Thursday, May 27, 2021

Human Rights Watch Film Festival Spotlight: Daughter of a Lost Bird

Daughter of a Lost Bird
Directed by Brooke Pepion Swaney
Screening Information

Identity can be a complicated thing for any person, and for someone who belongs to multiple communities, it can be all the more challenging. There are often conflicting values and aspects of different cultures, and someone may find resonance in contradictory notions that speak to various parts of themselves. Adoption often involves transplanting someone from one type of existence to another, and, try as they may to ensure a preservation of a child’s birth heritage, those new parents cannot fully replicate the experience of growing up in a place that speaks to who they are. This documentary offers a mesmerizing and enlightening examination of how new relationships and people can inform the trajectory of a person’s whole life.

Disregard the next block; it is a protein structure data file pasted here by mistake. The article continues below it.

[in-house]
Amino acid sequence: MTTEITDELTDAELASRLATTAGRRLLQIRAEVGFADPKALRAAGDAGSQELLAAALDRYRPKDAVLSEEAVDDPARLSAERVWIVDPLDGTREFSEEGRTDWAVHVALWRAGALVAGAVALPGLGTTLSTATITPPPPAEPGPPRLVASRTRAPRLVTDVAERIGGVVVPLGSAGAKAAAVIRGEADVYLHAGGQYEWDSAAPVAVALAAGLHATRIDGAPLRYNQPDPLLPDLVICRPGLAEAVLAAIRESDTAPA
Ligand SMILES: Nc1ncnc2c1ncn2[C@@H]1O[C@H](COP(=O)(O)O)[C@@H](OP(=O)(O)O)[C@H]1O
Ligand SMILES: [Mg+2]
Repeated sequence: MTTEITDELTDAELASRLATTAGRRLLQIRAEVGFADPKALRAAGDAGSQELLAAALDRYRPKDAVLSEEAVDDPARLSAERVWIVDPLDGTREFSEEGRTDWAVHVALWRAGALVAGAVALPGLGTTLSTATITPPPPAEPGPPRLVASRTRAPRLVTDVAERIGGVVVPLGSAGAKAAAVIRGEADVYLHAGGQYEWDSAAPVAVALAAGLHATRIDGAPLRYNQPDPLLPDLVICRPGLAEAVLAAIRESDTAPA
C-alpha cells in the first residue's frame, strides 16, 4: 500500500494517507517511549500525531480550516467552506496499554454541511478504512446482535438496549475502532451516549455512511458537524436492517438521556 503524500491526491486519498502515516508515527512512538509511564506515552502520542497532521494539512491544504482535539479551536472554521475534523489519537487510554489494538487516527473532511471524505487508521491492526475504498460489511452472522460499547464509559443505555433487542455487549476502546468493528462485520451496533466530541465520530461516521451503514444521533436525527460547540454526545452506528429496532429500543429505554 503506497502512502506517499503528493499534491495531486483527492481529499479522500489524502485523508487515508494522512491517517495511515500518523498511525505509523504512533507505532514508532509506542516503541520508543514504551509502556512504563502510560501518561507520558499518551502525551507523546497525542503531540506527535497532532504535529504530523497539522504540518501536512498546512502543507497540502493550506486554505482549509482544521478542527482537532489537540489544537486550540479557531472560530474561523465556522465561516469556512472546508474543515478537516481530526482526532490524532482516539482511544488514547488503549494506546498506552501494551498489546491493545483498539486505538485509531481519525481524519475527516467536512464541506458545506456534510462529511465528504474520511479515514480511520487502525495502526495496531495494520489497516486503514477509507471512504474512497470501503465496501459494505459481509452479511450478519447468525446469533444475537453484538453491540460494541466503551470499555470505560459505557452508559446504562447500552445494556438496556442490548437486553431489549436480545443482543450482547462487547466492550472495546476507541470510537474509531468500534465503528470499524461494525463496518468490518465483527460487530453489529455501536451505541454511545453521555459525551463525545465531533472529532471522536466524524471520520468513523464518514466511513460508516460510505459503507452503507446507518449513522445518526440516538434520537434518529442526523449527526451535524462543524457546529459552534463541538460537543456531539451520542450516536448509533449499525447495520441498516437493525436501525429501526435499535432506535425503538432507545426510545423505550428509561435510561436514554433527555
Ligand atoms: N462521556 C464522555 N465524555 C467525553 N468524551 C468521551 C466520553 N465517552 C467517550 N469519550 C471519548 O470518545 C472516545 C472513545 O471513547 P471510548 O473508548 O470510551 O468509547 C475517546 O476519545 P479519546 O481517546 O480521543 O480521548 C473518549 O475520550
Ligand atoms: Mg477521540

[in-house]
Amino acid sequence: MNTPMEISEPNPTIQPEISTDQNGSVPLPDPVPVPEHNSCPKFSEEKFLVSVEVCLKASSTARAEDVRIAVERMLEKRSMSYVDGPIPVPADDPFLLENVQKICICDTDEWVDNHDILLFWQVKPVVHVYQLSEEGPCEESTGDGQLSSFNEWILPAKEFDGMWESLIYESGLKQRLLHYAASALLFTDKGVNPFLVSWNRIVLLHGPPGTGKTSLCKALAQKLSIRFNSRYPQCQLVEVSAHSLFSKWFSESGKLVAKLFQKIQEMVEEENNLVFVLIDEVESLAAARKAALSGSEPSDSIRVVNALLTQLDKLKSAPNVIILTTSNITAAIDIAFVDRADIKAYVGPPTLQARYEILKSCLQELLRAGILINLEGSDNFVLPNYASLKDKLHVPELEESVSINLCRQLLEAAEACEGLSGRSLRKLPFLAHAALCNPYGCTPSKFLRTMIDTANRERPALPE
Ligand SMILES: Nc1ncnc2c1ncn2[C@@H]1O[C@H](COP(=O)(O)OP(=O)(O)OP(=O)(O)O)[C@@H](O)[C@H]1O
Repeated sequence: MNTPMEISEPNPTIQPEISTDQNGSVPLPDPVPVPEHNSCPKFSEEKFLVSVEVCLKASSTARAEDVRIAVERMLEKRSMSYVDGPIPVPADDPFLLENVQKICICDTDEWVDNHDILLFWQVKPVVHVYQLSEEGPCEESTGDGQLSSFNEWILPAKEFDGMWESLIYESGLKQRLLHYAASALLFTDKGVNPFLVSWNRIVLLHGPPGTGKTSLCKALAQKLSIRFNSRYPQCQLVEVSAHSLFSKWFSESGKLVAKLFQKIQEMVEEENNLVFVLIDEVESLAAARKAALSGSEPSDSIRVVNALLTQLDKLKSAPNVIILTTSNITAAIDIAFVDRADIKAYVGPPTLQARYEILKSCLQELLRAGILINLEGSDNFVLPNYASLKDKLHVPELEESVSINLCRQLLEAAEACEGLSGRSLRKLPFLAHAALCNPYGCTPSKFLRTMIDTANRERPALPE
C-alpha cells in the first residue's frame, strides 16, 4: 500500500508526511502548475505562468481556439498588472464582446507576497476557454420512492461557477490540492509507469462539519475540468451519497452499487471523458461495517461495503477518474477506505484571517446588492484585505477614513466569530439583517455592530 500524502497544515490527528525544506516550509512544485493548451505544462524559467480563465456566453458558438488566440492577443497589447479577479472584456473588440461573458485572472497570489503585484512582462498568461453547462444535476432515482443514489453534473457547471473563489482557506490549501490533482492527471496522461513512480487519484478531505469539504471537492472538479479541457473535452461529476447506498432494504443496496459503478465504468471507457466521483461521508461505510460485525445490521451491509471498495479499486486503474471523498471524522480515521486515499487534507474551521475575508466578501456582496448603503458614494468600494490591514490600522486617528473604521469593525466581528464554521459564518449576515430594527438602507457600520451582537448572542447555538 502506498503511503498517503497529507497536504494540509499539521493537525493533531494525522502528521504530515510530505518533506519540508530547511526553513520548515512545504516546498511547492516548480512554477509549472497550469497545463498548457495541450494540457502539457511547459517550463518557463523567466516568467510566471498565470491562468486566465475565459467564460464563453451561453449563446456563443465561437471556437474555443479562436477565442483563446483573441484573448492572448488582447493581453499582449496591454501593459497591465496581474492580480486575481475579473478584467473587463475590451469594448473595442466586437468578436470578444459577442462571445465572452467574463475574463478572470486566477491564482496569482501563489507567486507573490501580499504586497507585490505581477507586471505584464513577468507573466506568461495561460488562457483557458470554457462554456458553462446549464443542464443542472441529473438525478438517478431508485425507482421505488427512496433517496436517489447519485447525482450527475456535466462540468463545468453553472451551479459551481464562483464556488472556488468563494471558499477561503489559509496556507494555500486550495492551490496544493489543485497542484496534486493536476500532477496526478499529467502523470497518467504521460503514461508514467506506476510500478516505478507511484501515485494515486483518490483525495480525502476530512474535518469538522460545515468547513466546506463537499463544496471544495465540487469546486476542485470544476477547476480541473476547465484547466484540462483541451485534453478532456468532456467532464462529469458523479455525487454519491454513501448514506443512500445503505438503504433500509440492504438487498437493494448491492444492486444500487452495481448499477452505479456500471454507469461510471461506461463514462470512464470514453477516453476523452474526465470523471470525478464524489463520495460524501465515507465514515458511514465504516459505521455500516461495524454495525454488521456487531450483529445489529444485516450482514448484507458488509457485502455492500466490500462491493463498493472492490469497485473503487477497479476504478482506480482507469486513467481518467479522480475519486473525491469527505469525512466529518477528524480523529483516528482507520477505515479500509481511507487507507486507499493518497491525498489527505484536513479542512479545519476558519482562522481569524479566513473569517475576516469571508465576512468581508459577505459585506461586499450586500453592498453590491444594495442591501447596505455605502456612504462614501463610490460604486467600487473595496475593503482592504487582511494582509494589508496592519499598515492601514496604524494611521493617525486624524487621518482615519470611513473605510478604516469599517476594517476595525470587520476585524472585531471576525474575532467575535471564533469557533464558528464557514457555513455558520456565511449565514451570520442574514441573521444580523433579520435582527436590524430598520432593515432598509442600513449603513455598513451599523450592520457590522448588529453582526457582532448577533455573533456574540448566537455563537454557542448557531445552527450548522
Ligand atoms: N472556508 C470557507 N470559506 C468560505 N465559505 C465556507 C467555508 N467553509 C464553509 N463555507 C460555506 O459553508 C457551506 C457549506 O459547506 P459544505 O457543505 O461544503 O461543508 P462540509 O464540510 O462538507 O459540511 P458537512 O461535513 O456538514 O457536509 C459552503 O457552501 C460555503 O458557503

This film spotlights Kendra, who is only now as an adult connecting to her Native American background after being raised by loving white parents. Her self-exploration is compounded by meeting her birth mother April, who was also adopted. Kendra’s desire to belong and connect clashes with her lack of knowledge about a culture she doesn’t actually know much about, and watching her work through that with April is enormously rewarding. The focus on the 1958 Indian Adoption Project that sought to actively remove Native children from their families is particularly unsettling, and this film serves as compelling and irrefutable evidence that harm has been inflicted by such policies that, throughout this country’s history, have been all too common and enthusiastically endorsed.


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